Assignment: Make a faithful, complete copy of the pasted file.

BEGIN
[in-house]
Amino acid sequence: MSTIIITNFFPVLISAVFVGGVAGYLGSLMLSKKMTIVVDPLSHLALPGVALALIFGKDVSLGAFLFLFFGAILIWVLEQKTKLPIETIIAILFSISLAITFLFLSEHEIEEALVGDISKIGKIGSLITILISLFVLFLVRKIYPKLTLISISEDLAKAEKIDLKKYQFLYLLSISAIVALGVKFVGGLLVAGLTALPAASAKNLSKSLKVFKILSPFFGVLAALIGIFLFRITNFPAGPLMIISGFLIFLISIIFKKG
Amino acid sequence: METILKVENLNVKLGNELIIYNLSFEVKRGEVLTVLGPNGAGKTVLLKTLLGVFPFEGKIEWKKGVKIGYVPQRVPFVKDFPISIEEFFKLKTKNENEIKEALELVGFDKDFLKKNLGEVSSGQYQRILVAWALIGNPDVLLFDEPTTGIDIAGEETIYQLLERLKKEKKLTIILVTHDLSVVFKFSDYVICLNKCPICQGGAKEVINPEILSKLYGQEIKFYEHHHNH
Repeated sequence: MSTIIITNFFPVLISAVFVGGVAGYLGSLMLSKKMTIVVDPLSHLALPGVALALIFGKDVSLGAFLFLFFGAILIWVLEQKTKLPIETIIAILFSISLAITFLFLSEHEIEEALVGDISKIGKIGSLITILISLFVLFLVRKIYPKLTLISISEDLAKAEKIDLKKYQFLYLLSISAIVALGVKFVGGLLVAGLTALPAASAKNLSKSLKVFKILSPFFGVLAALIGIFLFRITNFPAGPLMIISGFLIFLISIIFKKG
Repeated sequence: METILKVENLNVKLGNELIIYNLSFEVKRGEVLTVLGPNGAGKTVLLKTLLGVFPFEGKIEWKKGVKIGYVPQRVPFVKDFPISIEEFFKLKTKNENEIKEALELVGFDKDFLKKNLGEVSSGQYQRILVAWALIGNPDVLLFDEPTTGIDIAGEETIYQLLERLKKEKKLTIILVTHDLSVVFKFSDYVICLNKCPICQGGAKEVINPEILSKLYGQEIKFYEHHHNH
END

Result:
[in-house]
Amino acid sequence: MSTIIITNFFPVLISAVFVGGVAGYLGSLMLSKKMTIVVDPLSHLALPGVALALIFGKDVSLGAFLFLFFGAILIWVLEQKTKLPIETIIAILFSISLAITFLFLSEHEIEEALVGDISKIGKIGSLITILISLFVLFLVRKIYPKLTLISISEDLAKAEKIDLKKYQFLYLLSISAIVALGVKFVGGLLVAGLTALPAASAKNLSKSLKVFKILSPFFGVLAALIGIFLFRITNFPAGPLMIISGFLIFLISIIFKKG
Amino acid sequence: METILKVENLNVKLGNELIIYNLSFEVKRGEVLTVLGPNGAGKTVLLKTLLGVFPFEGKIEWKKGVKIGYVPQRVPFVKDFPISIEEFFKLKTKNENEIKEALELVGFDKDFLKKNLGEVSSGQYQRILVAWALIGNPDVLLFDEPTTGIDIAGEETIYQLLERLKKEKKLTIILVTHDLSVVFKFSDYVICLNKCPICQGGAKEVINPEILSKLYGQEIKFYEHHHNH
Repeated sequence: MSTIIITNFFPVLISAVFVGGVAGYLGSLMLSKKMTIVVDPLSHLALPGVALALIFGKDVSLGAFLFLFFGAILIWVLEQKTKLPIETIIAILFSISLAITFLFLSEHEIEEALVGDISKIGKIGSLITILISLFVLFLVRKIYPKLTLISISEDLAKAEKIDLKKYQFLYLLSISAIVALGVKFVGGLLVAGLTALPAASAKNLSKSLKVFKILSPFFGVLAALIGIFLFRITNFPAGPLMIISGFLIFLISIIFKKG
Repeated sequence: METILKVENLNVKLGNELIIYNLSFEVKRGEVLTVLGPNGAGKTVLLKTLLGVFPFEGKIEWKKGVKIGYVPQRVPFVKDFPISIEEFFKLKTKNENEIKEALELVGFDKDFLKKNLGEVSSGQYQRILVAWALIGNPDVLLFDEPTTGIDIAGEETIYQLLERLKKEKKLTIILVTHDLSVVFKFSDYVICLNKCPICQGGAKEVINPEILSKLYGQEIKFYEHHHNH